To look at her you'd think she had a strict conservative even prudish mother, she only wears knee skirts! I bought her a cute top and shorter skirt in the summer for holiday and she wore it but complained about feeling weird so i let her give it away. Its just her choice though.

Chimchar Tue 12-Mar-19 22:34:07

I was very controlled by my mum as a teen, well in to adulthood and I utterly resented it.

I try to be open minded about how my teens dress. I offer advice when asked for it. So far, they're all pretty cool and have their own looks going on.

I really think that experimenting and finding your way is part of growing up.

Hair will grow. Bad colour choices can be re dyed. Piercings can be removed. Life is too short to fall out over fashion! smile

iVampire Tue 12-Mar-19 22:38:22

I request certain standards for family and formal events, and to date that has been unproblematic.

Otherwise, totally up to them. What are the teens years for, if not for experimentation and some ghastly mistakes? (Harmless ones, one hopes, but do get photos - you’ll look back on even the worst excesses fondly one day)

I’m trying to fend off tattoos though. Because that’s rather more durable, find with Sharpie and henna versions though

ILoveMaxiBondi Tue 12-Mar-19 22:43:16

Very little. I do nudge him sometimes to tie his hair back for school because a couple of teachers have said he needs to but he won’t and so far they haven’t given him any consequences so I leave it be.

Clothes wise he doesn’t offend anyone so I leave him be. He’s clean daily so I’m happy.

BackforGood Tue 12-Mar-19 22:43:27

Well, there is a world of difference between a 13 yr old and a 19 yr old, but still, I've never dictated, but tried to help them understand that "there's a time and a place" - so given a bit of advice before a wedding or a funeral or an interview, where, IMVHO, it does matter what you wear and how you present yourself, but let them do what they want to at most other times.
tbf though, they've pretty much been able to choose what they wear a lot of the time from when they were pretty small.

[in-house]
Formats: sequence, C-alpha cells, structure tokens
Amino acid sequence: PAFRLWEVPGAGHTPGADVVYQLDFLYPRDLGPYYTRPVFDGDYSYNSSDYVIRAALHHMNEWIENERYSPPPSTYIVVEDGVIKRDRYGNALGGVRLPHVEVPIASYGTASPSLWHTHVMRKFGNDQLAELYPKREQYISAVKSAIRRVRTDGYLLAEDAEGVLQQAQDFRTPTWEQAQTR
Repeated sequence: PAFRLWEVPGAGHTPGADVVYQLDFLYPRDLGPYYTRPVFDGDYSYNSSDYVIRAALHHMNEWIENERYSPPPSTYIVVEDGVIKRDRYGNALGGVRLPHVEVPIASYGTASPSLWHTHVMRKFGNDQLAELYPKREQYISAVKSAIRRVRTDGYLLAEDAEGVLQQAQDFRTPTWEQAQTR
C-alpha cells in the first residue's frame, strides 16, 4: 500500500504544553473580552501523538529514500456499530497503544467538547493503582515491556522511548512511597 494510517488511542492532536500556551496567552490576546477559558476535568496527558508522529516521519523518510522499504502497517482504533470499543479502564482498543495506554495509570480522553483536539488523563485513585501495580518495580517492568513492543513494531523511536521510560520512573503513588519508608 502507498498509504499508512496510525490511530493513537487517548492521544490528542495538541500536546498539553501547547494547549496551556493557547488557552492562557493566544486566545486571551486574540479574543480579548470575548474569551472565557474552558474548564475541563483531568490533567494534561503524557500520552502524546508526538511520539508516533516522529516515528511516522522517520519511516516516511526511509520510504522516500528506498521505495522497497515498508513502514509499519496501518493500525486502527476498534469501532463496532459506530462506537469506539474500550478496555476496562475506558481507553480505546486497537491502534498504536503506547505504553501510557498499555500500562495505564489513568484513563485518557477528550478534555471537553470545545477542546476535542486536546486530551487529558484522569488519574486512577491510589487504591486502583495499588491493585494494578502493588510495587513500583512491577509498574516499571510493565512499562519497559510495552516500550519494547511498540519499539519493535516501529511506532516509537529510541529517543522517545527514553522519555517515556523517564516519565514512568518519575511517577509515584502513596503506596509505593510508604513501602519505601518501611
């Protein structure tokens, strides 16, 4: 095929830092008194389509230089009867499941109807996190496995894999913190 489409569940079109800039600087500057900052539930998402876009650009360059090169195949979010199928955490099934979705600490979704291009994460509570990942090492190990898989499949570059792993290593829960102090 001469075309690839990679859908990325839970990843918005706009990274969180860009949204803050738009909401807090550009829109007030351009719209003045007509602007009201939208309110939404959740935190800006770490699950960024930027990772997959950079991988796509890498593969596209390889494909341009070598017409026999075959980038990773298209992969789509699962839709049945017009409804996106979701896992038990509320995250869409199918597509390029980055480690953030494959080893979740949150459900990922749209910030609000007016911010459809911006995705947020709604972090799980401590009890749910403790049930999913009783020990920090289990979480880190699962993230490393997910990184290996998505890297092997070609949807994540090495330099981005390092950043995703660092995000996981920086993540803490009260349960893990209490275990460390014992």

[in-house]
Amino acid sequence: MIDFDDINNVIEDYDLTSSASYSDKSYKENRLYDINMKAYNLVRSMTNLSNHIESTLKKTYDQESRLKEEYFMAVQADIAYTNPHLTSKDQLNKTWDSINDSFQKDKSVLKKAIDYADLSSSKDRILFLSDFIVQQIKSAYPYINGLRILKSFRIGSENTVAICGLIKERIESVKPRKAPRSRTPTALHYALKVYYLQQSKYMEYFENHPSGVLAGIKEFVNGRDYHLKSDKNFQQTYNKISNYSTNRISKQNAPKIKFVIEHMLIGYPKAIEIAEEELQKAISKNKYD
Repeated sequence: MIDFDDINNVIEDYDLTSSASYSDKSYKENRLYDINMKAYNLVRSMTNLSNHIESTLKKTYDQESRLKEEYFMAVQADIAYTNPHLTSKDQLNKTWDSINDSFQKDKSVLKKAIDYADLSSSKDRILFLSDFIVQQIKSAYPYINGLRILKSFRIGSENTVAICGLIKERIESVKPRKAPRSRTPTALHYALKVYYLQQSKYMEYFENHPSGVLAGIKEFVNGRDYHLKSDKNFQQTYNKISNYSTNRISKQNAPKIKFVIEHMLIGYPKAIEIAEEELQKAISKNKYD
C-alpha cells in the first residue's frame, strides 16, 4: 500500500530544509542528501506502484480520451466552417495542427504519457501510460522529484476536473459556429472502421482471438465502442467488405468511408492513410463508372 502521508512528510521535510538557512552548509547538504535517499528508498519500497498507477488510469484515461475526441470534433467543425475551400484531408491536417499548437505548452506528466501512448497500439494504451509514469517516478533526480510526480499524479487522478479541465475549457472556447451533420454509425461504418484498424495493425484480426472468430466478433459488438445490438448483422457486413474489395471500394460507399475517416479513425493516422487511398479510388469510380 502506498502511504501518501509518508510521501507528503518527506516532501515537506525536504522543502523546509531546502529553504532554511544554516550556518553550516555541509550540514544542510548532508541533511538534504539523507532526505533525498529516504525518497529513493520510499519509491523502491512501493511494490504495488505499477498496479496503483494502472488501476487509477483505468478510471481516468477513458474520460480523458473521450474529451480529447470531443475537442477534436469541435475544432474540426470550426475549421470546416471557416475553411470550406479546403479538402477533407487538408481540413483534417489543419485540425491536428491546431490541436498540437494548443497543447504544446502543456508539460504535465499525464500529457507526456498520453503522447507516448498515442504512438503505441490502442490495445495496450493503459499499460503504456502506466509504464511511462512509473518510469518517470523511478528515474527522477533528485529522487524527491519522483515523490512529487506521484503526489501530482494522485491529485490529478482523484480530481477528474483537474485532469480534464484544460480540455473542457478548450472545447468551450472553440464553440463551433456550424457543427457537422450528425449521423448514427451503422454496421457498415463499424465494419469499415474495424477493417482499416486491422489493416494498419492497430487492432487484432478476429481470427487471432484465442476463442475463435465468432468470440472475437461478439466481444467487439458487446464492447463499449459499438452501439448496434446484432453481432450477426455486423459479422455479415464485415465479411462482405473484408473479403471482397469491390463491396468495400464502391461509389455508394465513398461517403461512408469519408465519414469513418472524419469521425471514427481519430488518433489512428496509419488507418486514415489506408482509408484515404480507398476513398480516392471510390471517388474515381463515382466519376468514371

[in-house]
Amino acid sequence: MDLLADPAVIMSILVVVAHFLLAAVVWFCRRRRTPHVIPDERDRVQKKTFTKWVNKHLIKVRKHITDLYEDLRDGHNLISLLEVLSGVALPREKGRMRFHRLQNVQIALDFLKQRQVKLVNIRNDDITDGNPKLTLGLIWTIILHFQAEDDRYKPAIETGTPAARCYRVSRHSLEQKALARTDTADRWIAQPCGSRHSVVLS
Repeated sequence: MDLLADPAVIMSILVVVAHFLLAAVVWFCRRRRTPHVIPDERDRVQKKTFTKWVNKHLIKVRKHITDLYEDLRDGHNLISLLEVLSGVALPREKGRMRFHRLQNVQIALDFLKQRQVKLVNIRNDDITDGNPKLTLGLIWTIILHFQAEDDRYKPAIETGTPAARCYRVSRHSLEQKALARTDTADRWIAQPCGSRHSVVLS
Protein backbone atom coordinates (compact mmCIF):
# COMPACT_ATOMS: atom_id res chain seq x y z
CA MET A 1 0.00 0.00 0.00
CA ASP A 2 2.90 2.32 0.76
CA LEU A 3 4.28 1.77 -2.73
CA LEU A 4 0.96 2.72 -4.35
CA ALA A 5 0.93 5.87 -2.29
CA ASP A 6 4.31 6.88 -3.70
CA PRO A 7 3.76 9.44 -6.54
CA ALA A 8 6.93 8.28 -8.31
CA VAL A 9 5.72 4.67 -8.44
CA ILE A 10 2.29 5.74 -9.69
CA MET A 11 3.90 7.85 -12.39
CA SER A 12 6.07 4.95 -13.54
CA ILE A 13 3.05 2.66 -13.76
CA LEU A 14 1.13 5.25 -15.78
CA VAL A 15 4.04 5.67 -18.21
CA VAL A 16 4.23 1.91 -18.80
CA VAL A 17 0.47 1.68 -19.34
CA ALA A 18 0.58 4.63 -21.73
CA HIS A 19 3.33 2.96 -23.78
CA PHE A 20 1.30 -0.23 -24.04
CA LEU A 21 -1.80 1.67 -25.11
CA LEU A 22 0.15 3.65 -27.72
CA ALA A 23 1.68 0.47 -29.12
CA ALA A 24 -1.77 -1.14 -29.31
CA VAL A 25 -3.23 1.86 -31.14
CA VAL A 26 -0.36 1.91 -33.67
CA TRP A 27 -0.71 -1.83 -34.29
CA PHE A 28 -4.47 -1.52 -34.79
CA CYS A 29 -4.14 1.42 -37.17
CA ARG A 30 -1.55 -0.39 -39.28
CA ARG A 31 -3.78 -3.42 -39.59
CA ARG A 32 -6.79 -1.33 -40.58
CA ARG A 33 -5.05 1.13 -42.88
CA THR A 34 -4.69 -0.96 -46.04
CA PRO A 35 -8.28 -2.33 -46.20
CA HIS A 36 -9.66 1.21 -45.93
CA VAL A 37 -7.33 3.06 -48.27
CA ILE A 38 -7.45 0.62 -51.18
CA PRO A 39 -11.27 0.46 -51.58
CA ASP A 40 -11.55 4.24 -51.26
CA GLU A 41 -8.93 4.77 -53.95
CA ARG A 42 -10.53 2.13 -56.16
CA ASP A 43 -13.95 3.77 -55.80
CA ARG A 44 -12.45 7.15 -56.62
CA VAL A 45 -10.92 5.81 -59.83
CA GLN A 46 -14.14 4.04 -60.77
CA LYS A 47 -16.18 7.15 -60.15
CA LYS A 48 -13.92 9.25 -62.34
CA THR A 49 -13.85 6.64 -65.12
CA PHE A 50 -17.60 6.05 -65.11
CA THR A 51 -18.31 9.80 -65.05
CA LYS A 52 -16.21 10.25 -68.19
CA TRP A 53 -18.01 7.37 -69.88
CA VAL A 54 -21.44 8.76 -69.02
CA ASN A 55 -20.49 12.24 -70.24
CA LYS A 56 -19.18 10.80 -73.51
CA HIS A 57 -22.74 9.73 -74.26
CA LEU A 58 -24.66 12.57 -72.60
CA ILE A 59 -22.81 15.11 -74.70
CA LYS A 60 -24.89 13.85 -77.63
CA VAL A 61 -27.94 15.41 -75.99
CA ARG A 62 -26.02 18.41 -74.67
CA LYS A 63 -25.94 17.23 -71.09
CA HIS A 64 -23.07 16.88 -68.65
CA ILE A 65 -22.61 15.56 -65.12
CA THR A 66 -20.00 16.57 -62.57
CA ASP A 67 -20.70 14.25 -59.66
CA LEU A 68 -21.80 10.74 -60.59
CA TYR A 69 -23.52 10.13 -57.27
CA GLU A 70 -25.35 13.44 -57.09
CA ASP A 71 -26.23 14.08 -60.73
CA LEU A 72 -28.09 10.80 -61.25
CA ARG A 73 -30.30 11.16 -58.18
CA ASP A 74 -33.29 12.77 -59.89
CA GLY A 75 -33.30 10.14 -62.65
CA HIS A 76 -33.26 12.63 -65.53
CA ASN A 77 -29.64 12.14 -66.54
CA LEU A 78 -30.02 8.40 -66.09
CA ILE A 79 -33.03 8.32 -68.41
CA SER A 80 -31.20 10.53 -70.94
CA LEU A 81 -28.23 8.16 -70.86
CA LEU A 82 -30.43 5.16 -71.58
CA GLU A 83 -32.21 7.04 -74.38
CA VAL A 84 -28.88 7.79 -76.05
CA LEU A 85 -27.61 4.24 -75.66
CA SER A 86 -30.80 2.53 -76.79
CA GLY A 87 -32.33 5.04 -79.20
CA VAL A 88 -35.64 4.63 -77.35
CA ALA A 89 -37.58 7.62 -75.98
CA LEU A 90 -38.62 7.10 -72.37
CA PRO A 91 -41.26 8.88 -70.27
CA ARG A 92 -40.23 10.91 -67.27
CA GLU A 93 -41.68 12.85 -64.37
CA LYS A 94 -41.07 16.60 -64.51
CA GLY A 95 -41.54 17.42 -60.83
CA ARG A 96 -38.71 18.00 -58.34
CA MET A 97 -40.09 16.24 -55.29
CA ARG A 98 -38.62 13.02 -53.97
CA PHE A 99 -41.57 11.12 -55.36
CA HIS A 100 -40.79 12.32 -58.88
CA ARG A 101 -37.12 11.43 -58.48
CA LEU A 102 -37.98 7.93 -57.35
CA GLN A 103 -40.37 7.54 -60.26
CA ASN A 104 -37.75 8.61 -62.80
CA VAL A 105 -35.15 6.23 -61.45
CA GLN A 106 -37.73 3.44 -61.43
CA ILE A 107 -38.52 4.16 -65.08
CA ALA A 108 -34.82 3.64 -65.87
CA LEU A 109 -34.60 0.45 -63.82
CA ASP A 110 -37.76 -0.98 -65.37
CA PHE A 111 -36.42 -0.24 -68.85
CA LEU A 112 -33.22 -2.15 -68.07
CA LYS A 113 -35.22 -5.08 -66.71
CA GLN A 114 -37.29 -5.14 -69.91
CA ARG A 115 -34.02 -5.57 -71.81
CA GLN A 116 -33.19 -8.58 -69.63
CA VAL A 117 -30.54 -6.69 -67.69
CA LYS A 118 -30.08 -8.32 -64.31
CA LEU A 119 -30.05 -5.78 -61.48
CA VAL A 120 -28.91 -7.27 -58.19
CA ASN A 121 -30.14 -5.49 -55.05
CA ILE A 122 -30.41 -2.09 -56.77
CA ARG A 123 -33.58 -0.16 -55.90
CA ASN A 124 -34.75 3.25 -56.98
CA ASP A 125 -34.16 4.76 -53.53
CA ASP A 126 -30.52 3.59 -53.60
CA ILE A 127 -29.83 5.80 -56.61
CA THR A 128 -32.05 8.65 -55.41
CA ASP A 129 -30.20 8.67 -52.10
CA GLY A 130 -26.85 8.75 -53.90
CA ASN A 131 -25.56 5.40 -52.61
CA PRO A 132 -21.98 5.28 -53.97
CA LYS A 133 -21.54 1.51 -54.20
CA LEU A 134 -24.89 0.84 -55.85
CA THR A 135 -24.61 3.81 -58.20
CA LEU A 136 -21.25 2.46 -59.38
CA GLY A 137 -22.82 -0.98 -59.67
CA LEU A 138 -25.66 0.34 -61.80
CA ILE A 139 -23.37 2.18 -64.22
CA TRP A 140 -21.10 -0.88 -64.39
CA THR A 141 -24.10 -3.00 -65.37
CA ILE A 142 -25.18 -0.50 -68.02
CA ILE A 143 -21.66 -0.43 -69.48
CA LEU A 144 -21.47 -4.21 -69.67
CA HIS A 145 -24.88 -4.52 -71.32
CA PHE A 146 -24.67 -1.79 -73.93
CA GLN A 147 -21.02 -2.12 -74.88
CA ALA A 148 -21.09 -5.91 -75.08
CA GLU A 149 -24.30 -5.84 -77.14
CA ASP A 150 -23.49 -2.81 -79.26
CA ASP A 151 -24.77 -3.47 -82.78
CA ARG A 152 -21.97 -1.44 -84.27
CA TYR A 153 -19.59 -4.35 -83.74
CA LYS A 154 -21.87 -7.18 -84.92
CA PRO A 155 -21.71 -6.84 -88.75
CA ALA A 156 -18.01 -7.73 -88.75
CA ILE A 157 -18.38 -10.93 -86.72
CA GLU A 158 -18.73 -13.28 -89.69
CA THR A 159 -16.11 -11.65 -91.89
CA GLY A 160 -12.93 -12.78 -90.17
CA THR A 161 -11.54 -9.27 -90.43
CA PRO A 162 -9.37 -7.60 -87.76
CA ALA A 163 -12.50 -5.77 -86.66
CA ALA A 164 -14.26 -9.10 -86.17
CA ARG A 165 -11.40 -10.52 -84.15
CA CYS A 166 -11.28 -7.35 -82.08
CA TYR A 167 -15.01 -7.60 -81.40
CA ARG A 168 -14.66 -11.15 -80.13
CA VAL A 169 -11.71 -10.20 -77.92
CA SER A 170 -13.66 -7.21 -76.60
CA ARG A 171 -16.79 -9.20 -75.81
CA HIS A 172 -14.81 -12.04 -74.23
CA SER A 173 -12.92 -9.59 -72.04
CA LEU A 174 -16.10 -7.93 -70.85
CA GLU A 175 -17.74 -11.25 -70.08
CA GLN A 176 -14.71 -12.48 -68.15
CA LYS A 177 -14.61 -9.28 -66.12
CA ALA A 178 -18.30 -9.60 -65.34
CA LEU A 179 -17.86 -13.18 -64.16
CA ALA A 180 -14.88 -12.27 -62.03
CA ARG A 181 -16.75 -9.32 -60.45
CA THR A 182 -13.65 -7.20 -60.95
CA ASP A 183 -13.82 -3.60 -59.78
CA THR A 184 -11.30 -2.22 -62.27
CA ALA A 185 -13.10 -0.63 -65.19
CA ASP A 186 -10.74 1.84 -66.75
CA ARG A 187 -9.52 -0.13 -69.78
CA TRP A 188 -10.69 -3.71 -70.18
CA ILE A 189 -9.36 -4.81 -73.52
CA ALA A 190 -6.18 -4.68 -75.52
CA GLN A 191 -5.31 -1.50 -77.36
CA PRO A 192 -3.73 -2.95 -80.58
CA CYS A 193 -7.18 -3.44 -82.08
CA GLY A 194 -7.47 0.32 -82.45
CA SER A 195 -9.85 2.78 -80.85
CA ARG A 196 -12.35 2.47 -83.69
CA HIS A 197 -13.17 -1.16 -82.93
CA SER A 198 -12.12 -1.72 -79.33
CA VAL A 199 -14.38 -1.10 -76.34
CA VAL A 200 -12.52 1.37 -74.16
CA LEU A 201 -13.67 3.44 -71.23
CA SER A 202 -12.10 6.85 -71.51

gt84 Tue 12-Mar-19 22:44:17

I have boys and they pretty much choose their own clothes. I only request no tracksuit bottoms for restaurants or visiting our friends/family. Oh and I have to dictate when I want them to wear a coat otherwise no coat would be worn, ever.
“No, a school blazer is not a coat!”

EmperorBallpitine Tue 12-Mar-19 22:47:41

A school blazer is not a coat grin I recognize this statement. No, your blazer is not "practically waterproof".

callmekitten Tue 12-Mar-19 22:48:04

As long as she's dress appropriately for weddings and funeral, I don't care about the rest.

Ringdonna Wed 13-Mar-19 09:09:36

Until she is 18 we keep a close eye on clothing etc.

Firefliess Wed 13-Mar-19 09:33:19

I've told them what's expected at formal events that they might not have much experience of, and generally they ask on such ocassions so there's no conflict.

The only other times I've interviened have been with teenage DDs who intend to go out to a party wearing a bra top/very short skirt/fishnets/ high heals and walk home late at night. I've insisted they take better shoes to change into, or a jacket to cover up as it seems naive to me to walk home like that. But I've not stopped then wearing the clothes they want (or lack of clothes...) at the party itself.

Ohyesiam Wed 13-Mar-19 13:50:50